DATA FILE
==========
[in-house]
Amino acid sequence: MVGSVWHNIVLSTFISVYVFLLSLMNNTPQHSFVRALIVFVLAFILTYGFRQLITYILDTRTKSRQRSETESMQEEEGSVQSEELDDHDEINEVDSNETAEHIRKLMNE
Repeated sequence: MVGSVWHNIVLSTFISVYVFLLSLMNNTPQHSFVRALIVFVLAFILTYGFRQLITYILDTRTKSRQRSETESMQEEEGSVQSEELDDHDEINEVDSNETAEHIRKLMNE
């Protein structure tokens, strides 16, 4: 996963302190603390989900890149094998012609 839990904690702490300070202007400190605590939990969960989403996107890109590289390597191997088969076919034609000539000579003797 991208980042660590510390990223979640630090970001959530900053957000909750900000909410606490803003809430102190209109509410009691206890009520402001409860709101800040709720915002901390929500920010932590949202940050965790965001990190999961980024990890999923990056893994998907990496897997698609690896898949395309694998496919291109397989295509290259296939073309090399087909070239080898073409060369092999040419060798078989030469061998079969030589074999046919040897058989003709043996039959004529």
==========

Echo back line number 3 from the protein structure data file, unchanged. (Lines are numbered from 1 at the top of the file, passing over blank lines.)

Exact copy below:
Repeated sequence: MVGSVWHNIVLSTFISVYVFLLSLMNNTPQHSFVRALIVFVLAFILTYGFRQLITYILDTRTKSRQRSETESMQEEEGSVQSEELDDHDEINEVDSNETAEHIRKLMNE